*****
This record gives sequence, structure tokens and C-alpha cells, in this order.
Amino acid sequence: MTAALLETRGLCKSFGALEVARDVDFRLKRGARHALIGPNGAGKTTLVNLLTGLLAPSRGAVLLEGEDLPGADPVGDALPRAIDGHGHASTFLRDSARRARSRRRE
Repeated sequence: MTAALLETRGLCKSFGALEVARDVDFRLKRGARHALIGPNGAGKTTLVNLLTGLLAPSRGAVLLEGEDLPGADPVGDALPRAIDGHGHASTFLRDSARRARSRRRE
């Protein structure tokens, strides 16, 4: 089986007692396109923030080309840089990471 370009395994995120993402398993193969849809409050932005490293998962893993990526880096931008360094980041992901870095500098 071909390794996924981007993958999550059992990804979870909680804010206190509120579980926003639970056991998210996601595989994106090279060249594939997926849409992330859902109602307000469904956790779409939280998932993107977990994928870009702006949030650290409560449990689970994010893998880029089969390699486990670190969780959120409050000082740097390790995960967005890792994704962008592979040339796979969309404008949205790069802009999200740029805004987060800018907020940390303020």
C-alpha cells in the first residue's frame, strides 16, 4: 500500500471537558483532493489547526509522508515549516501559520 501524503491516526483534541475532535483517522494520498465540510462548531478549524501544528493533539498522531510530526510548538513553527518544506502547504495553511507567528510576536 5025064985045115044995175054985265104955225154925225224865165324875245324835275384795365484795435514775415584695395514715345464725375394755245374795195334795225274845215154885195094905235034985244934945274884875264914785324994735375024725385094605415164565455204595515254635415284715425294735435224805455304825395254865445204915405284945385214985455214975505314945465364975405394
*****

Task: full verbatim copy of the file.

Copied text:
This record gives sequence, structure tokens and C-alpha cells, in this order.
Amino acid sequence: MTAALLETRGLCKSFGALEVARDVDFRLKRGARHALIGPNGAGKTTLVNLLTGLLAPSRGAVLLEGEDLPGADPVGDALPRAIDGHGHASTFLRDSARRARSRRRE
Repeated sequence: MTAALLETRGLCKSFGALEVARDVDFRLKRGARHALIGPNGAGKTTLVNLLTGLLAPSRGAVLLEGEDLPGADPVGDALPRAIDGHGHASTFLRDSARRARSRRRE
């Protein structure tokens, strides 16, 4: 089986007692396109923030080309840089990471 370009395994995120993402398993193969849809409050932005490293998962893993990526880096931008360094980041992901870095500098 071909390794996924981007993958999550059992990804979870909680804010206190509120579980926003639970056991998210996601595989994106090279060249594939997926849409992330859902109602307000469904956790779409939280998932993107977990994928870009702006949030650290409560449990689970994010893998880029089969390699486990670190969780959120409050000082740097390790995960967005890792994704962008592979040339796979969309404008949205790069802009999200740029805004987060800018907020940390303020």
C-alpha cells in the first residue's frame, strides 16, 4: 500500500471537558483532493489547526509522508515549516501559520 501524503491516526483534541475532535483517522494520498465540510462548531478549524501544528493533539498522531510530526510548538513553527518544506502547504495553511507567528510576536 5025064985045115044995175054985265104955225154925225224865165324875245324835275384795365484795435514775415584695395514715345464725375394755245374795195334795225274845215154885195094905235034985244934945274884875264914785324994735375024725385094605415164565455204595515254635415284715425294735435224805455304825395254865445204915405284945385214985455214975505314945465364975405394